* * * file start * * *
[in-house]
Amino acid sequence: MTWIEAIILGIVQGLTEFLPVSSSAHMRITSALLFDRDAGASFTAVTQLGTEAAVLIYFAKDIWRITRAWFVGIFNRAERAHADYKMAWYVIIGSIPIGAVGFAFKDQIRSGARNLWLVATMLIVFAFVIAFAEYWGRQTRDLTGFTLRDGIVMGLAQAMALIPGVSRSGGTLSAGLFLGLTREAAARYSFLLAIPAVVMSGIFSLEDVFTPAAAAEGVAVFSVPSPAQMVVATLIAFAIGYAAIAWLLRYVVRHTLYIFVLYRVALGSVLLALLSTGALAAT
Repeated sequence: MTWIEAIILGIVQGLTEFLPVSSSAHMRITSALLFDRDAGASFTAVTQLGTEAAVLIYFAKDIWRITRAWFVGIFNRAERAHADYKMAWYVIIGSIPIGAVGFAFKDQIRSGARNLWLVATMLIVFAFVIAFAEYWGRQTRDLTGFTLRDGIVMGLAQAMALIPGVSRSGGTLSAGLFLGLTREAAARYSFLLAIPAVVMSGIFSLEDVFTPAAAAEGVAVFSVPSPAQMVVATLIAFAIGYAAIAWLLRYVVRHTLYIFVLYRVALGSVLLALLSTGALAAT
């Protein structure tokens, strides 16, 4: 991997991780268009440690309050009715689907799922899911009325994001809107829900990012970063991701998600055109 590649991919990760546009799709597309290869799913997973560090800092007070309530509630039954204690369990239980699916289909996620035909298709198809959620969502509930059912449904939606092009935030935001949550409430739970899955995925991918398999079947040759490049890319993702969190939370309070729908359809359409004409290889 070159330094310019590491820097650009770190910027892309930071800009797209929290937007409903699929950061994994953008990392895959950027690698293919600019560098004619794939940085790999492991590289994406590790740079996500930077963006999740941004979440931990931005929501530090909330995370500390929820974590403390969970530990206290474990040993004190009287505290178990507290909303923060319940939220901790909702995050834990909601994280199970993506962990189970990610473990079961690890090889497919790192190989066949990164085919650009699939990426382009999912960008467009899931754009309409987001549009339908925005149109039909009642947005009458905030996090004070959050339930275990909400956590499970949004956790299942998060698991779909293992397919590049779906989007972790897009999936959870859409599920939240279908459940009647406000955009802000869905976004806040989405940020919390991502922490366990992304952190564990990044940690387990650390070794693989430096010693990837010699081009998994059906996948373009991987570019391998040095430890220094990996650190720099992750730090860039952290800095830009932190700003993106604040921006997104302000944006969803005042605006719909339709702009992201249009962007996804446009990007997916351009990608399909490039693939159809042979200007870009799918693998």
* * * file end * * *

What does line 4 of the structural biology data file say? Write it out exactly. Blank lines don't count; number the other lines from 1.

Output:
């Protein structure tokens, strides 16, 4: 991997991780268009440690309050009715689907799922899911009325994001809107829900990012970063991701998600055109 590649991919990760546009799709597309290869799913997973560090800092007070309530509630039954204690369990239980699916289909996620035909298709198809959620969502509930059912449904939606092009935030935001949550409430739970899955995925991918398999079947040759490049890319993702969190939370309070729908359809359409004409290889 070159330094310019590491820097650009770190910027892309930071800009797209929290937007409903699929950061994994953008990392895959950027690698293919600019560098004619794939940085790999492991590289994406590790740079996500930077963006999740941004979440931990931005929501530090909330995370500390929820974590403390969970530990206290474990040993004190009287505290178990507290909303923060319940939220901790909702995050834990909601994280199970993506962990189970990610473990079961690890090889497919790192190989066949990164085919650009699939990426382009999912960008467009899931754009309409987001549009339908925005149109039909009642947005009458905030996090004070959050339930275990909400956590499970949004956790299942998060698991779909293992397919590049779906989007972790897009999936959870859409599920939240279908459940009647406000955009802000869905976004806040989405940020919390991502922490366990992304952190564990990044940690387990650390070794693989430096010693990837010699081009998994059906996948373009991987570019391998040095430890220094990996650190720099992750730090860039952290800095830009932190700003993106604040921006997104302000944006969803005042605006719909339709702009992201249009962007996804446009990007997916351009990608399909490039693939159809042979200007870009799918693998």